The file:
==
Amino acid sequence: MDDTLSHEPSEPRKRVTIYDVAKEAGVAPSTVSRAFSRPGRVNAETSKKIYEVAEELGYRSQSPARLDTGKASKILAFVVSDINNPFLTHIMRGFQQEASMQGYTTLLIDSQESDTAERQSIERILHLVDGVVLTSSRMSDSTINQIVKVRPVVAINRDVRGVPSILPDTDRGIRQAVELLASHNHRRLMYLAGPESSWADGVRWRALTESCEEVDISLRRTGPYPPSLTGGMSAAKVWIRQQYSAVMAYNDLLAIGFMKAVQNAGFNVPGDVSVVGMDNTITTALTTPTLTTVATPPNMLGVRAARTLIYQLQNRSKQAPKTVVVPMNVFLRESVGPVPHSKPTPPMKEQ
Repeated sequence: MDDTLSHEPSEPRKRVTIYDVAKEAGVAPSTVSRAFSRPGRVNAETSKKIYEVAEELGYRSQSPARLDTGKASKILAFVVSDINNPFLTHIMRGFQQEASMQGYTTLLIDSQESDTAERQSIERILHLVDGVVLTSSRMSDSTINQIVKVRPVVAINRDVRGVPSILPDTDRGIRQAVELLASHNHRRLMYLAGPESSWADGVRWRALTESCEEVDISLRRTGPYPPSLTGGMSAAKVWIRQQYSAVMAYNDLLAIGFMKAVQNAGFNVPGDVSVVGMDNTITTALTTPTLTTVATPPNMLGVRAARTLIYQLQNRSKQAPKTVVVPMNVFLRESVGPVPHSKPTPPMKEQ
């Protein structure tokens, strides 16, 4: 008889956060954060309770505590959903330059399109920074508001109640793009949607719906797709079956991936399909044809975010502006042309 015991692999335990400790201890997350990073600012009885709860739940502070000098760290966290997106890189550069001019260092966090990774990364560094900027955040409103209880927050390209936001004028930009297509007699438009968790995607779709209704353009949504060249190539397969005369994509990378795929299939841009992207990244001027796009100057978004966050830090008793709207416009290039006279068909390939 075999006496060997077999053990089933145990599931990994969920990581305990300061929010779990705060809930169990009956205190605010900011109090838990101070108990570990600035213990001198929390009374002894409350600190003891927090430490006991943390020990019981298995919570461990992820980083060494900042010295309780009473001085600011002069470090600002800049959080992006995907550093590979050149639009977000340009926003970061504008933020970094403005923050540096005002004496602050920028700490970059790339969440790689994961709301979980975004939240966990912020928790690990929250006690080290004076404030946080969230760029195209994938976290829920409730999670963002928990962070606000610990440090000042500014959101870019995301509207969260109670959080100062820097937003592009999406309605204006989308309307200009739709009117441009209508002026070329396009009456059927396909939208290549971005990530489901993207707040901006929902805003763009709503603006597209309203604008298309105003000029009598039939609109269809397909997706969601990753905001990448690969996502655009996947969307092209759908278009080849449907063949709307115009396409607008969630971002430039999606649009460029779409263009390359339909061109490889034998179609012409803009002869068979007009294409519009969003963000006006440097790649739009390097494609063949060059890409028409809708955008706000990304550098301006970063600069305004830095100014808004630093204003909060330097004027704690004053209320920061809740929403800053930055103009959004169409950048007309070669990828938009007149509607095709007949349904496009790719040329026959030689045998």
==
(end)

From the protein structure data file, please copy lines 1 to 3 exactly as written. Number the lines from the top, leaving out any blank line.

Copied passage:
Amino acid sequence: MDDTLSHEPSEPRKRVTIYDVAKEAGVAPSTVSRAFSRPGRVNAETSKKIYEVAEELGYRSQSPARLDTGKASKILAFVVSDINNPFLTHIMRGFQQEASMQGYTTLLIDSQESDTAERQSIERILHLVDGVVLTSSRMSDSTINQIVKVRPVVAINRDVRGVPSILPDTDRGIRQAVELLASHNHRRLMYLAGPESSWADGVRWRALTESCEEVDISLRRTGPYPPSLTGGMSAAKVWIRQQYSAVMAYNDLLAIGFMKAVQNAGFNVPGDVSVVGMDNTITTALTTPTLTTVATPPNMLGVRAARTLIYQLQNRSKQAPKTVVVPMNVFLRESVGPVPHSKPTPPMKEQ
Repeated sequence: MDDTLSHEPSEPRKRVTIYDVAKEAGVAPSTVSRAFSRPGRVNAETSKKIYEVAEELGYRSQSPARLDTGKASKILAFVVSDINNPFLTHIMRGFQQEASMQGYTTLLIDSQESDTAERQSIERILHLVDGVVLTSSRMSDSTINQIVKVRPVVAINRDVRGVPSILPDTDRGIRQAVELLASHNHRRLMYLAGPESSWADGVRWRALTESCEEVDISLRRTGPYPPSLTGGMSAAKVWIRQQYSAVMAYNDLLAIGFMKAVQNAGFNVPGDVSVVGMDNTITTALTTPTLTTVATPPNMLGVRAARTLIYQLQNRSKQAPKTVVVPMNVFLRESVGPVPHSKPTPPMKEQ
């Protein structure tokens, strides 16, 4: 008889956060954060309770505590959903330059399109920074508001109640793009949607719906797709079956991936399909044809975010502006042309 015991692999335990400790201890997350990073600012009885709860739940502070000098760290966290997106890189550069001019260092966090990774990364560094900027955040409103209880927050390209936001004028930009297509007699438009968790995607779709209704353009949504060249190539397969005369994509990378795929299939841009992207990244001027796009100057978004966050830090008793709207416009290039006279068909390939 075999006496060997077999053990089933145990599931990994969920990581305990300061929010779990705060809930169990009956205190605010900011109090838990101070108990570990600035213990001198929390009374002894409350600190003891927090430490006991943390020990019981298995919570461990992820980083060494900042010295309780009473001085600011002069470090600002800049959080992006995907550093590979050149639009977000340009926003970061504008933020970094403005923050540096005002004496602050920028700490970059790339969440790689994961709301979980975004939240966990912020928790690990929250006690080290004076404030946080969230760029195209994938976290829920409730999670963002928990962070606000610990440090000042500014959101870019995301509207969260109670959080100062820097937003592009999406309605204006989308309307200009739709009117441009209508002026070329396009009456059927396909939208290549971005990530489901993207707040901006929902805003763009709503603006597209309203604008298309105003000029009598039939609109269809397909997706969601990753905001990448690969996502655009996947969307092209759908278009080849449907063949709307115009396409607008969630971002430039999606649009460029779409263009390359339909061109490889034998179609012409803009002869068979007009294409519009969003963000006006440097790649739009390097494609063949060059890409028409809708955008706000990304550098301006970063600069305004830095100014808004630093204003909060330097004027704690004053209320920061809740929403800053930055103009959004169409950048007309070669990828938009007149509607095709007949349904496009790719040329026959030689045998």